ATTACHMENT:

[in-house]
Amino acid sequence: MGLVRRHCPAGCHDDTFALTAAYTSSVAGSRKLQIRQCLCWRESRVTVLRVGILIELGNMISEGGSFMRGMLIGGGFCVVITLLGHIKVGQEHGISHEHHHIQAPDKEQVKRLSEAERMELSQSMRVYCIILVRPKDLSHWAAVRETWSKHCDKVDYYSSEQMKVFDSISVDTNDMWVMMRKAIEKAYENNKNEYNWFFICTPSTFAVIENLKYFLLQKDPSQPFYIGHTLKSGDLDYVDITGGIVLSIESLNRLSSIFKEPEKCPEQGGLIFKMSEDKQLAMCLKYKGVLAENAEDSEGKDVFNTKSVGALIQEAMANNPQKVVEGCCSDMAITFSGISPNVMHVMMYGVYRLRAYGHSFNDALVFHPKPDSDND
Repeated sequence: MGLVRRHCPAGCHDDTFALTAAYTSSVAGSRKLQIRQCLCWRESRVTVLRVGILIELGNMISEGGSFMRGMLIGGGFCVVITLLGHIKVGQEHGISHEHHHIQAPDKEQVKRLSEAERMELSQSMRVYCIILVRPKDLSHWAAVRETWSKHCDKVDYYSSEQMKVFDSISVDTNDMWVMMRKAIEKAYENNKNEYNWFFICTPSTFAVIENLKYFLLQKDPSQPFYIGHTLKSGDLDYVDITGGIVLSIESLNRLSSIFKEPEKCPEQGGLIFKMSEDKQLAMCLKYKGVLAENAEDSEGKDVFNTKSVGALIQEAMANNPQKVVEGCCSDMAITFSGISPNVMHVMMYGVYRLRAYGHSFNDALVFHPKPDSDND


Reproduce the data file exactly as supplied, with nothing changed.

[in-house]
Amino acid sequence: MGLVRRHCPAGCHDDTFALTAAYTSSVAGSRKLQIRQCLCWRESRVTVLRVGILIELGNMISEGGSFMRGMLIGGGFCVVITLLGHIKVGQEHGISHEHHHIQAPDKEQVKRLSEAERMELSQSMRVYCIILVRPKDLSHWAAVRETWSKHCDKVDYYSSEQMKVFDSISVDTNDMWVMMRKAIEKAYENNKNEYNWFFICTPSTFAVIENLKYFLLQKDPSQPFYIGHTLKSGDLDYVDITGGIVLSIESLNRLSSIFKEPEKCPEQGGLIFKMSEDKQLAMCLKYKGVLAENAEDSEGKDVFNTKSVGALIQEAMANNPQKVVEGCCSDMAITFSGISPNVMHVMMYGVYRLRAYGHSFNDALVFHPKPDSDND
Repeated sequence: MGLVRRHCPAGCHDDTFALTAAYTSSVAGSRKLQIRQCLCWRESRVTVLRVGILIELGNMISEGGSFMRGMLIGGGFCVVITLLGHIKVGQEHGISHEHHHIQAPDKEQVKRLSEAERMELSQSMRVYCIILVRPKDLSHWAAVRETWSKHCDKVDYYSSEQMKVFDSISVDTNDMWVMMRKAIEKAYENNKNEYNWFFICTPSTFAVIENLKYFLLQKDPSQPFYIGHTLKSGDLDYVDITGGIVLSIESLNRLSSIFKEPEKCPEQGGLIFKMSEDKQLAMCLKYKGVLAENAEDSEGKDVFNTKSVGALIQEAMANNPQKVVEGCCSDMAITFSGISPNVMHVMMYGVYRLRAYGHSFNDALVFHPKPDSDND